Thursday, October 4, 2012

Zero-Budget Pre-Visualization

I've always heard that you can't have too much pre-production when putting together a feature film project.  Careful and detailed planning can mean the difference between coming in under budget and on schedule, or running out of money and not being able to finish your film.

Besides doing a preliminary schedule and budget, one tool that can help you plan your film shoot is storyboarding.  Trouble is, unless you're a really quick and excellent sketch artist, storyboarding a feature can be a daunting task.   While I knew how to draw, my previous experiments with storyboarding weren't very fruitful.  And hiring a storyboard artist can be cost prohibitive.  While you could find someone to work for free, I find that people working on a volunteer basis will frequently move on to a paying gig.  That's completely understandable.  After all, we all have bills to pay.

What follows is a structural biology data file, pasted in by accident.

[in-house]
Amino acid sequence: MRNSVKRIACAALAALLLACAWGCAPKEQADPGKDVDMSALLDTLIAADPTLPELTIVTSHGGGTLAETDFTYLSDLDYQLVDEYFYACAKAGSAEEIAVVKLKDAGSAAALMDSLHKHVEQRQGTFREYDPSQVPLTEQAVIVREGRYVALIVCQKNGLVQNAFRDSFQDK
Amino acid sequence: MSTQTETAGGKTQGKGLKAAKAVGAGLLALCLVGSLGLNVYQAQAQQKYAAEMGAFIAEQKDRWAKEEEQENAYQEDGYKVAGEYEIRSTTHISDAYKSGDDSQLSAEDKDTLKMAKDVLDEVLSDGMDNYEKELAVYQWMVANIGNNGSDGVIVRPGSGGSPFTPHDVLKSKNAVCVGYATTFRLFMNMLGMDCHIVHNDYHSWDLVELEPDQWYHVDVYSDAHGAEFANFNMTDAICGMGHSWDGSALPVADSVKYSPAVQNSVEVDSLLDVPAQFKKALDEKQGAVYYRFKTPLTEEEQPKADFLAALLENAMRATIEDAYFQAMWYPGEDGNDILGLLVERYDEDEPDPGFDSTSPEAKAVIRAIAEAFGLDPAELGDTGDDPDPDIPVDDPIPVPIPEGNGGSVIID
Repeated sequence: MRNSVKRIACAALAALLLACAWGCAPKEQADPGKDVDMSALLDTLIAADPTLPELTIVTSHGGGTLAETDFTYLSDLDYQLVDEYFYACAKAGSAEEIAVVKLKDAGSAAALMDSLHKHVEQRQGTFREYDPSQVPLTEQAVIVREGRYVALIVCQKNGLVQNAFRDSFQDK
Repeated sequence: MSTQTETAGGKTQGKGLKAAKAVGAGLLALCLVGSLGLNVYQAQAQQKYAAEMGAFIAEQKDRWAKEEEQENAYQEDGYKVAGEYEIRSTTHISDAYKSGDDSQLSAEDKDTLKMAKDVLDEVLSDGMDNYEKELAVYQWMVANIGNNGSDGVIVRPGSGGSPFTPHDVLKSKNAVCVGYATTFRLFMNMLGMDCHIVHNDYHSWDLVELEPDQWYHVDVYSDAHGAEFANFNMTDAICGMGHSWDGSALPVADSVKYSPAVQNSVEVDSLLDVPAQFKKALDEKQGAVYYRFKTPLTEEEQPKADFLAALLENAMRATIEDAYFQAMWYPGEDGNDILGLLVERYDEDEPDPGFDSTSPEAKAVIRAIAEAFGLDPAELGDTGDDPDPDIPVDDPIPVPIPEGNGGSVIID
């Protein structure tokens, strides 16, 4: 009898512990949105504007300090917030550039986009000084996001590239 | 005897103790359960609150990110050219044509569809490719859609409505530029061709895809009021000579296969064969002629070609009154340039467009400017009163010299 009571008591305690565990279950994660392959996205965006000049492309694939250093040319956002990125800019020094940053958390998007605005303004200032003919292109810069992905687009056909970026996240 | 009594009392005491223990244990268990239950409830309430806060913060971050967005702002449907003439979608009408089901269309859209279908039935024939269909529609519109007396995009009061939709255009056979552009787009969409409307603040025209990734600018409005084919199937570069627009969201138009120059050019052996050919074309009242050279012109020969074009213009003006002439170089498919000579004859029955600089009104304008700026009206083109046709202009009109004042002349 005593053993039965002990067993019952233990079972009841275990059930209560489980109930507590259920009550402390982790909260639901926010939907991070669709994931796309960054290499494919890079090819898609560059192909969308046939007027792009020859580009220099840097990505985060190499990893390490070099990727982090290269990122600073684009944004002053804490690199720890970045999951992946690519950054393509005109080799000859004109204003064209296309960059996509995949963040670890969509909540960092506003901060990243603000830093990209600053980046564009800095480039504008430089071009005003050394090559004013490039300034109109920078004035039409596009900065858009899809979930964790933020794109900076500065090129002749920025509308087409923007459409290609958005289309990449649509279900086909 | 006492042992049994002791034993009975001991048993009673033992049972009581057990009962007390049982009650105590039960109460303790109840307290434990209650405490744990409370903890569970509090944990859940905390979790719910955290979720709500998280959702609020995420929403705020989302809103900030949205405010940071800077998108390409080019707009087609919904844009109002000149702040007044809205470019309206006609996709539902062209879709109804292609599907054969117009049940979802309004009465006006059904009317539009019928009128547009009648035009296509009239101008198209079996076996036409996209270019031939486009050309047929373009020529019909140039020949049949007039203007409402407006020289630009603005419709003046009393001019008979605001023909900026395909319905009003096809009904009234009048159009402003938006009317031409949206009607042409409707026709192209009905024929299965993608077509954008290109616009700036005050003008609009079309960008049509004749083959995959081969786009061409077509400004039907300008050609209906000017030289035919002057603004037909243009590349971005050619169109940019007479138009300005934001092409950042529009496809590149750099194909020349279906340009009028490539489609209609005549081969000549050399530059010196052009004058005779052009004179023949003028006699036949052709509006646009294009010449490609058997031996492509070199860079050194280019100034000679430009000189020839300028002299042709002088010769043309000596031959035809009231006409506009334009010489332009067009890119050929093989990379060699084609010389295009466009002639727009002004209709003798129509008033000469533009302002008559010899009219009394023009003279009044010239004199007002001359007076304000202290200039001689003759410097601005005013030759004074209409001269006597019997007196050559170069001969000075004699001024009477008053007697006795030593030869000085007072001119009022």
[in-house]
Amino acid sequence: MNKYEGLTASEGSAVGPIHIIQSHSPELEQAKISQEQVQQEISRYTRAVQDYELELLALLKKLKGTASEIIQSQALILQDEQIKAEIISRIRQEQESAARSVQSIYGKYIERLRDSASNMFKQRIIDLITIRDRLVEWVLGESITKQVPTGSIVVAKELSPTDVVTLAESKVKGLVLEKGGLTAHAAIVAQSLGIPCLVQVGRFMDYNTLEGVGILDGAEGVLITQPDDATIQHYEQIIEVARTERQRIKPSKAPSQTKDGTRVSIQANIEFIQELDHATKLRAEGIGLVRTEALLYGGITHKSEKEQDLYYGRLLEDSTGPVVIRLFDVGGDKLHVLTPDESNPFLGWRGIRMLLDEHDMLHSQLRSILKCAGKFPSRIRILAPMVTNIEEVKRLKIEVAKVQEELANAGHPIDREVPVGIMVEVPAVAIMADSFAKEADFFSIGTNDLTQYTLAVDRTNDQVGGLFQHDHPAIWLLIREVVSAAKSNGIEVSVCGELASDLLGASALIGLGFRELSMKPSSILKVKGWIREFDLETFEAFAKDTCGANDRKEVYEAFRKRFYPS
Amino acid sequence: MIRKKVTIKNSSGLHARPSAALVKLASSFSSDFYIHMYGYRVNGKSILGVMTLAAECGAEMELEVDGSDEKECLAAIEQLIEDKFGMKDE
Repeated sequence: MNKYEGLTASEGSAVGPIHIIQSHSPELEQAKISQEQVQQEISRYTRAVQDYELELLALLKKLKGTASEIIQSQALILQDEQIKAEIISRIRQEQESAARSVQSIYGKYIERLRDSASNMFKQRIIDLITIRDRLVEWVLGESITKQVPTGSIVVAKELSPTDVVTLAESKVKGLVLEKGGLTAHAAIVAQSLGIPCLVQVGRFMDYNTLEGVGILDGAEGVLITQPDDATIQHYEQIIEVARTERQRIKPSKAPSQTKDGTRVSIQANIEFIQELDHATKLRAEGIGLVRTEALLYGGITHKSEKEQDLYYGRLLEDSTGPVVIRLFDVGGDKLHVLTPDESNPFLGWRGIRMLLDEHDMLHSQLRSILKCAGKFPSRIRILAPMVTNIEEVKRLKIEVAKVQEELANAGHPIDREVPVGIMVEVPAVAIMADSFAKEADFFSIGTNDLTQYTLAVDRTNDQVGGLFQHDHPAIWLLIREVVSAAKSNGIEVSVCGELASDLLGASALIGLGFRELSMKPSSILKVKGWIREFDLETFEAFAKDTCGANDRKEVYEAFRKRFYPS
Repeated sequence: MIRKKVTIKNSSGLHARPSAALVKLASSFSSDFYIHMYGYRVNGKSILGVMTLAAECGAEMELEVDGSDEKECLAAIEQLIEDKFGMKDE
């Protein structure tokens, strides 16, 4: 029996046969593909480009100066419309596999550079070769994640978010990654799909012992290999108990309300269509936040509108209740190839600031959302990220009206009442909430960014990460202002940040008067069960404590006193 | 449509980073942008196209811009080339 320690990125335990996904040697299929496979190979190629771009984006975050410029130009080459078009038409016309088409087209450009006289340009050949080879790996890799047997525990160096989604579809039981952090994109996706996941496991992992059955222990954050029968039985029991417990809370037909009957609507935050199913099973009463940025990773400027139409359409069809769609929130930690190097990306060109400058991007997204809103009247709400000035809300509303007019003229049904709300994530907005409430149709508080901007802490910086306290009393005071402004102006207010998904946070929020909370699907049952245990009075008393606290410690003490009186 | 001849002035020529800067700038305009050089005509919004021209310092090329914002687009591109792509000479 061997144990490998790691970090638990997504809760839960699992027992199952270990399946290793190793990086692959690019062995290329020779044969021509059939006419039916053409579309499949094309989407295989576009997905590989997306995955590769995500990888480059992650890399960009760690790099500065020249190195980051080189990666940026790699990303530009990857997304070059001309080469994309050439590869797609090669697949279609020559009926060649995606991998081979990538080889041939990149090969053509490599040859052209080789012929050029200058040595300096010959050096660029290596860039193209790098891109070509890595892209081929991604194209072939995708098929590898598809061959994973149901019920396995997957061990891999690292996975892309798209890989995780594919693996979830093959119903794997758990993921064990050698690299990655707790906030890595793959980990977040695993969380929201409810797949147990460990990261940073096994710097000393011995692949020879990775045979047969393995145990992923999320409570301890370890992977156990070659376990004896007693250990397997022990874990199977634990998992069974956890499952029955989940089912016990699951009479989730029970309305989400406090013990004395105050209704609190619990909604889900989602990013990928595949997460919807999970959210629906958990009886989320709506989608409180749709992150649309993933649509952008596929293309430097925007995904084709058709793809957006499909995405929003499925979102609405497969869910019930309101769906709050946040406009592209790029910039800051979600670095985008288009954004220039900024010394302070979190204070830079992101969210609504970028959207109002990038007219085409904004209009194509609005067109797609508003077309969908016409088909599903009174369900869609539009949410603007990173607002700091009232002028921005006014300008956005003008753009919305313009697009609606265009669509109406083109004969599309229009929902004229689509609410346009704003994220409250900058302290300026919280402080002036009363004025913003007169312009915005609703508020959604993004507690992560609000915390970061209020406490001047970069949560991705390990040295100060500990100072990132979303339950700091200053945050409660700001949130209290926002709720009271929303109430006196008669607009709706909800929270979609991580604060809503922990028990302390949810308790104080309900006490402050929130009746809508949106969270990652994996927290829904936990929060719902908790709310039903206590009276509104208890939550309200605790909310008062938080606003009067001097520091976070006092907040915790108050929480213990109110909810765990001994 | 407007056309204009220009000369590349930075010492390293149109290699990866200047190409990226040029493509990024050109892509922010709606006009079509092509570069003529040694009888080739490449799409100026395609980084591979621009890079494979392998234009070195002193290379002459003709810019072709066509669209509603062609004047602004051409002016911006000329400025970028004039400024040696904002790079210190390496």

That's why my filmmaking style is to try and do as much prep work as possible myself.  So I'm always searching for the best tools that can help me in pre-visualization and pre-production.

There are a couple of software programs out there designed for pre-vis.  Storyboard Quick, and Frame Forge are two of the better known programs.  Each has their strength and weaknesses.  But I've always felt that if you can't find something that works for free, you haven't looked hard enough.

Enter Trimble (formerly Google) Sketch-Up.  Totally free to download, this 3-D drawing program can be your best tool for pre-visualizing your sets and even camera angles.  The learning curve is pretty quick, thanks for a lot of YouTube tutorials that can get you up and running in no time. Check them out at

Here's an example of an overhead view of the Military Sciences Development Corporation from my script "Cyber Fighter".  This set contains all of the offices in the complex and was inspired from my days temping at Raytheon back in the late 1990s.